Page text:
First Year Blues: Handling Loneliness

It’s no joke that moving away to college is a big step in our lives. Leaving home, living without our parent’s watchful eye, free reign over our own credit cards ... it's both exciting and terrifying at the same time. It's no help that while you navigate your way through the pitfalls of frosh, midterms, and life in residence, a little shadow called loneliness lurks in every corner, threatening to jump out at you at any time. And when it hits you, it hits hard. 

That's exactly what happened to me in my first year. I made until the end of October distracting myself until one day I suddenly realized that I was thousands of miles away from my parents and old friends and everything else I had ever known as "life" before. It was a terrifying realization. I immediately called my mom and cried. Which brings me to my first piece of advice with handling loneliness in your first year at McGill. 

Call Your Parents

This may seem like a no-brainer but you would be surprised at just how many college kids will avoid talking to their parents unless absolutely necessary. You don't have to sit down and talk to them for a long time if you don't want to, but you'd be surprised that sometimes listening to their overbearing advice and stories from home will bring you a sense of familiarity and comfort. Just as there is no place like home, there are no people quite like the ones at home either. 

Join Clubs or Teams 

Another well-loved, overused piece of advice you have probably heard a hundred times before and during your first year, but for good reason. It's easy to get caught up in a routine of going to class, going home to take a nap, and never participating in anything other than watching that brand new movie on Netflix. But some of the best friends and relationships you'll end up making are the ones with people who share interests with you. So you like to debate? There are a couple hundred other students involved in the debate team who you have a shot at becoming friends with. Check out the SSMU activities night to discover all the possible clubs and teams you can join on campus! 

Attend Events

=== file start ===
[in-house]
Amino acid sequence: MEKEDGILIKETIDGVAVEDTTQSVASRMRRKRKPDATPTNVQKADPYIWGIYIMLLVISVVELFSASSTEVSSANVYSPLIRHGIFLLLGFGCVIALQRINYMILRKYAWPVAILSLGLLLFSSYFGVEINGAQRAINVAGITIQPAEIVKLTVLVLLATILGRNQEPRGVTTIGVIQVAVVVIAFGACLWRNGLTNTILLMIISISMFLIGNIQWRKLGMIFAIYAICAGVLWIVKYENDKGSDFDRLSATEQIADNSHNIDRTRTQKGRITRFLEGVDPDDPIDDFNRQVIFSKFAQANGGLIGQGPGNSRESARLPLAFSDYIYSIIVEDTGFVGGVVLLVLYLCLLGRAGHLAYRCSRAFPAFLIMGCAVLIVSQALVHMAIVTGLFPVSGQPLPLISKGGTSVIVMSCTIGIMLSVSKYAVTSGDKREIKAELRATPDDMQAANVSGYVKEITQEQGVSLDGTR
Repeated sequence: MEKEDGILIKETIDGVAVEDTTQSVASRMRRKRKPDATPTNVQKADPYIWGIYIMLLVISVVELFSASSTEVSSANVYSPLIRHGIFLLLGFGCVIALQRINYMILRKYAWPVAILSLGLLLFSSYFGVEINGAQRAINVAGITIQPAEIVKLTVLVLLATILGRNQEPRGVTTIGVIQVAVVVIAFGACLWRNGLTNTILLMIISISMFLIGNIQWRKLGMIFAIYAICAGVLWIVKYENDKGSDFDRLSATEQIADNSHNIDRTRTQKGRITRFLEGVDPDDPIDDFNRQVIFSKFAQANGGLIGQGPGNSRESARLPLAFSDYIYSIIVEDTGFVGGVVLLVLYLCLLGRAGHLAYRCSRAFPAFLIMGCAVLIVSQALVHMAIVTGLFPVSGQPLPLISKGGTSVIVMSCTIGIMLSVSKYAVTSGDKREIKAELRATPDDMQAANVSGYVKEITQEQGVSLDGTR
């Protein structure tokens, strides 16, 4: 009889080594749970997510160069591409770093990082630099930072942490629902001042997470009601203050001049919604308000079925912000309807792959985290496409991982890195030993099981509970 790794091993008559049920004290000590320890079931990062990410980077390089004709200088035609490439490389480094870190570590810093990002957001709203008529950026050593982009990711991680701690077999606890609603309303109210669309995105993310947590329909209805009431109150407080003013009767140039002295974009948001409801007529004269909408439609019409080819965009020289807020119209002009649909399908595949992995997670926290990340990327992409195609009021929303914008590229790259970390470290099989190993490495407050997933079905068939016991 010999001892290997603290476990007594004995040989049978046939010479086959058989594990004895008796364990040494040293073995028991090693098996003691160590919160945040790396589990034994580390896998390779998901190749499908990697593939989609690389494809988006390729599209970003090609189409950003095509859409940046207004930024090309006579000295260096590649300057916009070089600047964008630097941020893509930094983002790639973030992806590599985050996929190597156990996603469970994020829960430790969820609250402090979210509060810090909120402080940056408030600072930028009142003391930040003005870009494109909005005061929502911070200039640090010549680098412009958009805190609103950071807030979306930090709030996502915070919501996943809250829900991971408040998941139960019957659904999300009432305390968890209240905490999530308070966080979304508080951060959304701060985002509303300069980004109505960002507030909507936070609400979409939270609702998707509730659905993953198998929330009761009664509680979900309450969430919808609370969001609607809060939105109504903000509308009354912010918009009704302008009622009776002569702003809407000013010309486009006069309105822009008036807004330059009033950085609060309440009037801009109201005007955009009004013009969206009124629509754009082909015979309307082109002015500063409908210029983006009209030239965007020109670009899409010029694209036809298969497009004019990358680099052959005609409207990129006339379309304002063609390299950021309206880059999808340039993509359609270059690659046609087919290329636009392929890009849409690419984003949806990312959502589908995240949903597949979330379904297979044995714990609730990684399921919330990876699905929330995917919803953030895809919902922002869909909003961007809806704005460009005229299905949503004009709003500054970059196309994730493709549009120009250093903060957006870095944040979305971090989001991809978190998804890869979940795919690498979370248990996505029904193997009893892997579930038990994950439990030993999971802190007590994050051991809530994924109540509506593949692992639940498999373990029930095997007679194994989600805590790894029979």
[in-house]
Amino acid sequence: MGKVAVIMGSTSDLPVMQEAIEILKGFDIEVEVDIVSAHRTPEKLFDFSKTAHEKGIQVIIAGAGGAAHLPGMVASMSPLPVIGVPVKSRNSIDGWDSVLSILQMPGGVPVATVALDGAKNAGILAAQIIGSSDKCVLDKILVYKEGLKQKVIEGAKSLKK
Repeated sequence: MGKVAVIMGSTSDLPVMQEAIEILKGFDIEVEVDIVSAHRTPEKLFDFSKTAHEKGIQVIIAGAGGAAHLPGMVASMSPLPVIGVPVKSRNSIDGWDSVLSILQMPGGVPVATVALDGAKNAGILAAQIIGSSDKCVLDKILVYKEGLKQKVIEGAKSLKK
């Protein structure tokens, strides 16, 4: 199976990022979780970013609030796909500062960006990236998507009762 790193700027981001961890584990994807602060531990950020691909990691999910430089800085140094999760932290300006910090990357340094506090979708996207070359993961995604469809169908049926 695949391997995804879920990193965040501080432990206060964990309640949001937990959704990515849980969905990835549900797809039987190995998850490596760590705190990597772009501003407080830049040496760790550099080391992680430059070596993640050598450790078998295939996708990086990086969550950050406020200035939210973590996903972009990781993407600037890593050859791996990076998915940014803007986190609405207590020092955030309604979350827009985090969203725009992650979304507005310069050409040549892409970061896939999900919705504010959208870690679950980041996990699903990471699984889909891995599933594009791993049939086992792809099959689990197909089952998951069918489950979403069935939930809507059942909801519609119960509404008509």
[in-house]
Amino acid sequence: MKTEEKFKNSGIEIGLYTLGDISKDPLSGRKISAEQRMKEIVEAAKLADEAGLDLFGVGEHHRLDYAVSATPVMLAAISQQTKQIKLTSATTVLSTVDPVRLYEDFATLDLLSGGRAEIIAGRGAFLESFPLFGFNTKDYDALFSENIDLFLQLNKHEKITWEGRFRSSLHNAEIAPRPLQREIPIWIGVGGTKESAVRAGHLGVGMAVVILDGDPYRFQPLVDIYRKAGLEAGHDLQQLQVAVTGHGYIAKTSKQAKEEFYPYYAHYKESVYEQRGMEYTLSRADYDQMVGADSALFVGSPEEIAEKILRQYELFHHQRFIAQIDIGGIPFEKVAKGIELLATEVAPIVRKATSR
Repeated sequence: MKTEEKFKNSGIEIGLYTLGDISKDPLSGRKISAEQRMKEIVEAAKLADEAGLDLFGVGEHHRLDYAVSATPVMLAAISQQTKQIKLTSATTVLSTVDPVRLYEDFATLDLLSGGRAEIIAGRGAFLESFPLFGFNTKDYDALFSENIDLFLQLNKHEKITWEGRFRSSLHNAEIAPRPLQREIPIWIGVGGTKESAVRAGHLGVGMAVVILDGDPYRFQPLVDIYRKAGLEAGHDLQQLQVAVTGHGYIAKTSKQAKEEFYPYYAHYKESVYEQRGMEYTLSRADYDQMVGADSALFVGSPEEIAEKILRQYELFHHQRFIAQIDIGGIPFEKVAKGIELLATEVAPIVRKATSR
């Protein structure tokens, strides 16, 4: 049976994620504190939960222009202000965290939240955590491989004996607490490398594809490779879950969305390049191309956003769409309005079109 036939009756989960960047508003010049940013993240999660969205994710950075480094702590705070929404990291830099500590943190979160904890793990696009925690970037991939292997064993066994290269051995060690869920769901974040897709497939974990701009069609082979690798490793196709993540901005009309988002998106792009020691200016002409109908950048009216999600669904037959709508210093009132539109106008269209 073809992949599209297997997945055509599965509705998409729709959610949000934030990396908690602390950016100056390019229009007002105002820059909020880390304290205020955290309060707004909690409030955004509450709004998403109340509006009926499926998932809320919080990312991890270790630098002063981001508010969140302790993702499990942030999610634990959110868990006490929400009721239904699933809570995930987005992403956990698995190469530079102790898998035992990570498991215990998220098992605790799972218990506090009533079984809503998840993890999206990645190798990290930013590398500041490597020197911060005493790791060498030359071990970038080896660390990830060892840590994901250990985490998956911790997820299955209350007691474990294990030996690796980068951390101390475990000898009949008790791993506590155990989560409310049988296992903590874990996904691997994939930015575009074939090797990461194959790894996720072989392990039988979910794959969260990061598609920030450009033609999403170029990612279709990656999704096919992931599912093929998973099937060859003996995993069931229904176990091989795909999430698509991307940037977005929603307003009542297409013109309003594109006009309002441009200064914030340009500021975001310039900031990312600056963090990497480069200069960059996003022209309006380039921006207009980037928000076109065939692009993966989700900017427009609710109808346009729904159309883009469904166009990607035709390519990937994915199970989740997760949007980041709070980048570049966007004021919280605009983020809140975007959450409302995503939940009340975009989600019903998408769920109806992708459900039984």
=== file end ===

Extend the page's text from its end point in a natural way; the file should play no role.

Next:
You’ll quickly realize that your professors and fellow students will advertise a lot of after class events and activities in honour of different clubs and organizations. It’s really easy to pass up on the opportunity to go when you want to go home instead, but going to that wine and cheese party or reading of your professor's favorite epic poem at a local bar gives you the chance to get to know and develop relationships with your fellow peers and some of your professors. Don't limit your friendships just to the people you met in your frosh group!


Get Out of Your Room 

You've probably noticed that a lot of this advice just involves getting out there. But it's so true! It can be so easy to lock yourself up in your room (especially if you have a single) and “study” while avoiding the rest of the world, but this is also the easiest excuse to avoiding human contact which will only end up making you feel more alone. Instead of studying in your room, study in the library or in a cafe. Instead of eating in your bed watching To All The Boys I've Loved Before, make an effort to eat with friends or at least in a social area where you have the opportunity to make friends. Another good way to avoid this is to organize study groups with fellow students from your classes, so you can study while still developing new relationships with others even if it's only so you guys can pass your classes. 

Get Tutoring

This one is the perfect way to knock out two issues at once - if you need help with a class and are feeling kind of lonely, getting a tutor can help with both. You get both help with your studies from someone who understands the subject better than you and social interaction at the same time. That's two for the price of one! 

Get Off Your Phone

By far one of the biggest but most often ignored of all is to turn off your phone and log off social media. Nothing makes the feeling of being alone worse than scrolling through your Instagram and seeing your friends from home hanging out or other people at McGill going to parties and events while you lay in your bed for the third Friday night in a row. Taking the time to get off social media is a good mental cleanse that will also help you feel less lonely when you’re by yourself. 


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